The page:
U.S. Shale Oil Will Inevitably Decline - It's Already Starting

Nick Cunningham gets it right again.  Happy to see this as the lead story right now about Oil and Gas.  I've commented about this repeatedly in the past, and the decline rates of U.S. Shale Oil are getting to the point of being unable to be ignored.

U.S. Shale’s Glory Days Are Numbered

There are some early signs that the U.S. shale industry is starting to show its age, with depletion rates on the rise.

A study from Wood Mackenzie found that some wells in the Permian Wolfcamp were suffering from decline rates at or above 15 percent after five years, much higher than the 5 to 10 percent originally anticipated. “If you were expecting a well to hit the normal 6 or 8 percent after five years, and you start seeing a 12 percent decline, this becomes more of a reserves issue than an economics issue,” said R.T. Dukes, a director at industry consultant Wood Mackenzie Ltd., according to Bloomberg. As a result, “you have to grow activity year over year, or it gets harder and harder to offset declines.”

Moreover, shale wells fizzle out much faster than major offshore oil fields, which is significant because the boom in shale drilling over the past few years means that there is more depletion in absolute terms than ever before. A slowdown in drilling will mean that depletion starts to become a serious problem.

... Put another way, depletion will become “a greater theme” in the future, so companies that are sitting on assets that deplete quickly will fall out of favor. Those that can stave off declines will fare much better.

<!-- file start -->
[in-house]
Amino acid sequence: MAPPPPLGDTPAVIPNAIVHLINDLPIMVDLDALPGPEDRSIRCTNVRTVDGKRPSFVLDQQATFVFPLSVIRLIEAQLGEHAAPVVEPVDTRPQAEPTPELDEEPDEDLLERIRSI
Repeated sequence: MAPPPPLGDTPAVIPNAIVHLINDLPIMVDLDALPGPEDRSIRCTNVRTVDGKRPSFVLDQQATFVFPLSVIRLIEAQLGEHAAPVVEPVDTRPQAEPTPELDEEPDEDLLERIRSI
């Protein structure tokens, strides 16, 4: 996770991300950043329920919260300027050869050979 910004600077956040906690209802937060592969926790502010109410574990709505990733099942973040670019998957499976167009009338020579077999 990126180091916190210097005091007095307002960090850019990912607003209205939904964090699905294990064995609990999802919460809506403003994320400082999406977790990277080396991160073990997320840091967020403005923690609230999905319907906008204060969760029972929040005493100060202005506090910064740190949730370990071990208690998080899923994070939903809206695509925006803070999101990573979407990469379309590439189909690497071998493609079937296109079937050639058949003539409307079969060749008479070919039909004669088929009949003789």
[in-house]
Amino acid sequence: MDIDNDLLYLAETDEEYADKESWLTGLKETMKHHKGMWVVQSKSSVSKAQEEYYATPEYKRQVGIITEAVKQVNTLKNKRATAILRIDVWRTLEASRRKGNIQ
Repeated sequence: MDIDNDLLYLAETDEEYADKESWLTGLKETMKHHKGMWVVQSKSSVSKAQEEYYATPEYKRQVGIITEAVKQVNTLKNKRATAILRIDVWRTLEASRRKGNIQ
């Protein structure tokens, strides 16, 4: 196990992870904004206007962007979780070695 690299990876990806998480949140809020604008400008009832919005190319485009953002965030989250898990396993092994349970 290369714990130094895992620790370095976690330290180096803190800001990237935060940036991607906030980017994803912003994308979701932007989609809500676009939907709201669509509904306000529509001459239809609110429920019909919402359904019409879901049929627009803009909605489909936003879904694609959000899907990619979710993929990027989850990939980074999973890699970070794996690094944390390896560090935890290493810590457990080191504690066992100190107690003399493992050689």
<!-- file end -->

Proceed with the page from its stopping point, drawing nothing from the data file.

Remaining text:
The investment bank still expects U.S. shale to add around 1 million barrels per day each year through 2021 at least. But with early signs of strain, limits on productivity and steeper decline rates, it is clear that the industry’s glory days are numbered.

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The old Red Queen Effect 

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Did I miss the bit about many of the fracking companies soon having to make debt repayments they can't afford? Or is everyone just expecting the USA government to bail them out with subsidised loans, that will never be fully paid back.

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Nick's writing is usually quite good - not this time. Unless objective was to show depth of misunderstanding of the industry by likes of Wood Mac & Goldman. 15% pa decline (after ~85% decline in first three years) - gimme a break... If ROI isn't positive by then - it never will. They just don't get it, applying conventional mindset to a very different game.

Art Berman called shale industry "a retirement party" - you know days are numbered...

Wells can be produced profitably, just now with almost $100K/acre and blind "statistical" approach. In other words - a lot of companies will loose a lot of money.

 

 

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